By Rachel Sinclair
A recent study from Pew Research found that over two-thirds of teenagers ages 13-17 feel like they experience positive benefits from using social media, while less than half say they experience negative effects.
Facts & Trends spoke with Brian Housman, national speaker and author of Tech Savvy Parenting, about how parents and church leaders can use these statistics to help teens navigate the complicated and ever-prominent world of social media.
Eighty-one percent of teenagers say social media makes them feel more connected to friends, and 68 percent say social media makes them feel as if they have people who will support them through tough times. Do you think there is validity in this belief? In what ways does social media provide teens with a genuine support system?
I think it’s their reality. Social media is one of the ways they connect in community with one another. Just as when I was younger, we’d go to the bowling alley or skating rink, now teens jump on Instagram or Facebook. Within seconds, they’re going to have people interacting with them.
My concern is not that there’s not a connection, but how deep that connection goes. Does the surface interaction that we get from comments or likes really penetrate our soul, or is it just a salve that temporarily makes us feel connected to someone?
At our core, we as people are made to be know. We’re made by our Creator to be known by Him and known by others. Yes, I do believe teenagers’ reality is that social media makes them feel connected. But how much can we trust that feeling of connectedness, and how deep does it really go?
Do you think social media serves as a legitimate beginning to developing deeper connectedness and real relationships?
I do. Every relationship, including adult relationships, starts off on a surface level. Two people may meet at a work party and talk about their careers, and it could develop into a real relationship. Likewise, people can connect via common interests on social media, and those connections can lead to real relationships offline.
At the same time, when you’re scrolling through your feed and watching people, you’re seeing photos that aren’t reality, which can lead to negative body image, depression and anxiety. Somehow we’ve got to find a balance.
I told my children, who are now adults, that you have to find a rhythm in all areas of life––work, home, spiritual, and the same is true for social media. Use it without it using you. Own it without you using you.
Close to half of teens say they feel overwhelmed by all the drama on social media. How can parents and church leaders help teens identify at what point social media is unhealthy?
I think we have to ask, “Is there a definitive point? And if so, is it different for different people?” Like many addictive behaviors, the point at which you start questioning your self worth and identity is when you’ve crossed the line.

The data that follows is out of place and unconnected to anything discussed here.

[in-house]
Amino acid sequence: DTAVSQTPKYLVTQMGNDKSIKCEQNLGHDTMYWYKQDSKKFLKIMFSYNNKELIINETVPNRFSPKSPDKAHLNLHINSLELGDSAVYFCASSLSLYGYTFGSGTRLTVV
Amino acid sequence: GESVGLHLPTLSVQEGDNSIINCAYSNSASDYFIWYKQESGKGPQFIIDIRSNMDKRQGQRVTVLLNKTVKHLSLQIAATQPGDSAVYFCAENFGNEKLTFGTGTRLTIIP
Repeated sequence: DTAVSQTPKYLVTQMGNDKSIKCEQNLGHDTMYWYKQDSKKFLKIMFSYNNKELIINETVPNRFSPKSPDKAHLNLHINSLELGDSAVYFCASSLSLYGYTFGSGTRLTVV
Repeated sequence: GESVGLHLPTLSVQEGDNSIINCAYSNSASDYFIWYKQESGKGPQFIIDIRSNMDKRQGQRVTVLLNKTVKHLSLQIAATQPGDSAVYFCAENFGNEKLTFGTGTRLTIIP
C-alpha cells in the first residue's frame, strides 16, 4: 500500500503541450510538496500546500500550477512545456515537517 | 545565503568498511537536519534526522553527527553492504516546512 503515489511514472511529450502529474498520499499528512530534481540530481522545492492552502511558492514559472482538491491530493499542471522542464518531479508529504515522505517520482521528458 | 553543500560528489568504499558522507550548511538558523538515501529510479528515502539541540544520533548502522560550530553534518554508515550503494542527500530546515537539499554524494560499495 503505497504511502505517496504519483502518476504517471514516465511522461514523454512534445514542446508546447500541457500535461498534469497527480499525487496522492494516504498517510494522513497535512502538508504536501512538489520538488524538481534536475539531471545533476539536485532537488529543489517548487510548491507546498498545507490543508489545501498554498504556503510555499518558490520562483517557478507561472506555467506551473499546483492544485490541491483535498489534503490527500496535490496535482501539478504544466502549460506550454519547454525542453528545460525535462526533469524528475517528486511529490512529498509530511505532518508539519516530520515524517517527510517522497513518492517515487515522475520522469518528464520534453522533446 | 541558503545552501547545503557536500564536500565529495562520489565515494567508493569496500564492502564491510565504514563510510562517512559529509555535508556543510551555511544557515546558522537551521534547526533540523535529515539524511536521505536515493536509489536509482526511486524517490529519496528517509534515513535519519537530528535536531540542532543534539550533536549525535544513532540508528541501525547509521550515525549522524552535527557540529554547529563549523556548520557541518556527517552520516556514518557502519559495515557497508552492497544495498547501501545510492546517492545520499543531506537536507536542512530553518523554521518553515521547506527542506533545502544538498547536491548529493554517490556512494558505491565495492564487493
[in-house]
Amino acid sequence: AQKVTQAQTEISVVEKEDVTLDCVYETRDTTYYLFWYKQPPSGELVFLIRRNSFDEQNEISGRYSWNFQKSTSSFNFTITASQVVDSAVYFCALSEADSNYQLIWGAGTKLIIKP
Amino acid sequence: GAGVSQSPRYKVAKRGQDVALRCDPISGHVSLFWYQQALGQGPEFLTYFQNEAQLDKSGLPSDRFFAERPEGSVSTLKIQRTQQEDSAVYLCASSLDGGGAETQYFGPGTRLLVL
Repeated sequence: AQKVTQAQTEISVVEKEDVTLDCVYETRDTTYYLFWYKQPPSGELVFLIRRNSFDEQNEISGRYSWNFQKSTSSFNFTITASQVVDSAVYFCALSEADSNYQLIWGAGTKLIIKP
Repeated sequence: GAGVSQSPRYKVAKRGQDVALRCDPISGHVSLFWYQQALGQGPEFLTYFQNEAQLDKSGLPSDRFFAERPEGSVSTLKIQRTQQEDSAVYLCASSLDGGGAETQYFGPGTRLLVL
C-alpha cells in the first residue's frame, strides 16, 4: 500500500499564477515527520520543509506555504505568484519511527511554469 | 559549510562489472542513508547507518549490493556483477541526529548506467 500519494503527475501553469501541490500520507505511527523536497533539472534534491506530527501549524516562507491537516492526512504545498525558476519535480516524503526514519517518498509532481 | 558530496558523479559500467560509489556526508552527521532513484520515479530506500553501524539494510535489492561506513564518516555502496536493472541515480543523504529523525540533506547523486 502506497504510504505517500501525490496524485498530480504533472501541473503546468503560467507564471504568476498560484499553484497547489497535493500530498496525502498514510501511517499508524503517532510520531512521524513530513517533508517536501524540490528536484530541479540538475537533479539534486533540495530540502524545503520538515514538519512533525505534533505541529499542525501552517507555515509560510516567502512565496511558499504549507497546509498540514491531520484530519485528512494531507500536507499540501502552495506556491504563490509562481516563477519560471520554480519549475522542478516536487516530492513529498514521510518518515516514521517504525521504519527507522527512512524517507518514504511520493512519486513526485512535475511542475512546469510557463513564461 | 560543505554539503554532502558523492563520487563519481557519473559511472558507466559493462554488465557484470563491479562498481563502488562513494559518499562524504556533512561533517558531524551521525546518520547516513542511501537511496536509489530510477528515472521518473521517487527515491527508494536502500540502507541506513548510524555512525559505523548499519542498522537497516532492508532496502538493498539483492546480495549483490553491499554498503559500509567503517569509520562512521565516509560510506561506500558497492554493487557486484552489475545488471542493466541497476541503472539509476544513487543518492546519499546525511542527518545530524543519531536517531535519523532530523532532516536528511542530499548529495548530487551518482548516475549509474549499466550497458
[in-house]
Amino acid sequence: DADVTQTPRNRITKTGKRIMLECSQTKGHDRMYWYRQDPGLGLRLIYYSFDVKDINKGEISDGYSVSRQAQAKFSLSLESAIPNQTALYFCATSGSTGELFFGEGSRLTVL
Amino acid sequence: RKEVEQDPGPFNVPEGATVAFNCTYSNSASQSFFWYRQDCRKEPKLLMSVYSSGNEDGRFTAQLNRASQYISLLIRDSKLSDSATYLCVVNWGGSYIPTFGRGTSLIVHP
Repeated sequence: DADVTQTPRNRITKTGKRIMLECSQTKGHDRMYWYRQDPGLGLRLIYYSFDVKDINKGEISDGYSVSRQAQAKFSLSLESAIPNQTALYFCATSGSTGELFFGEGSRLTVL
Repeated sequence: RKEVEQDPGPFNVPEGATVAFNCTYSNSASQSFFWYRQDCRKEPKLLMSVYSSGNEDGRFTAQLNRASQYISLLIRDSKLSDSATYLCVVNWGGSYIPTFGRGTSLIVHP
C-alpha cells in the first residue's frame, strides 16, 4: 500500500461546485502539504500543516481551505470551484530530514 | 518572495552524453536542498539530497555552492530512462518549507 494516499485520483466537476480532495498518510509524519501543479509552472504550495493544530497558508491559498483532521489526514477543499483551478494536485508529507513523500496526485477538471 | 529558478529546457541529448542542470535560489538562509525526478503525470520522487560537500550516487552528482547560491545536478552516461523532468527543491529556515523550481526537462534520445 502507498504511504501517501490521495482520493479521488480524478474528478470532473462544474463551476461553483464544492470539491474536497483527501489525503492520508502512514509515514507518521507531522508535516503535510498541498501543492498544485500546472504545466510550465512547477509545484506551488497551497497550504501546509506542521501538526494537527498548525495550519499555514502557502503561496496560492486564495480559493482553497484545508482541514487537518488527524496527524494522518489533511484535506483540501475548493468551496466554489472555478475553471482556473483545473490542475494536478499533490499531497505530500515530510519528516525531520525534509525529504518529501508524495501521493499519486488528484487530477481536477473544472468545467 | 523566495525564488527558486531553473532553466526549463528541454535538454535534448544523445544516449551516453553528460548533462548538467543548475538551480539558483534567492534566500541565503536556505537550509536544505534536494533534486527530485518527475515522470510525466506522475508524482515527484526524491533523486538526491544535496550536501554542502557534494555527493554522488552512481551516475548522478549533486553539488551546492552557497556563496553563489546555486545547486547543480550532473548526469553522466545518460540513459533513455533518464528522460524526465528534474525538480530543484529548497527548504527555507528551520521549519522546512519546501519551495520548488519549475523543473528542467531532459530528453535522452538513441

We’ve created a narcissistic culture, and we worship the self. Anything we worship besides our Creator becomes even more and more addictive, whether it’s drugs, sex, or social media. When you’re in it, you don’t recognize the danger.
The book of Ecclesiastes says there is a time for peace, and a time for war, a time to mourn and a time to celebrate… meaning there is a rhythm, a time and place, for everything. In the same way, there’s a time and a place for technology.
When you’re using technology and your blood pressure is rising, or you’re feeling stressed, depressed, angry or sad, the technology is controlling your feelings, and it’s time to unplug. It doesn’t mean you can’t use it again, but you need to unplug.
How can church leaders instruct teens in a way that isn’t condemning, but also demonstrates the need for self-discipline and boundaries?
One of the comments I regularly receive after public speaking is, “I really appreciate your transparency.” I don’t stand in front of an audience and tell parents what to do without relating it to my own faults, failures and struggles.
I think as church leaders, too often we stand on stages or behind lecterns and pulpits, and we proclaim truth, but we proclaim it void of any relationship with the audience.
If you haven’t connected with any teenager as a person, you don’t have a right to stand up and tell them what they can and can’t do. In their mind, you’re an empty authority figure who cares nothing about them, and you’re just of trying to correct them.
In those situations, we have to relate through our own struggles. We all have struggles when it comes to technology. Share some of your own addictiveness, or times when you feel out of control with this stuff. One of the biggest things I learned with my own kids is not always to say the right thing, but to ask the right thing.
The more I ask the right questions, the more I’m putting it back into the Holy Spirit’s hands to bring conviction and truth to their heart.
RACHEL SINCLAIR (@1rachelsinclair) is a freelance writer based in Franklin, Tennessee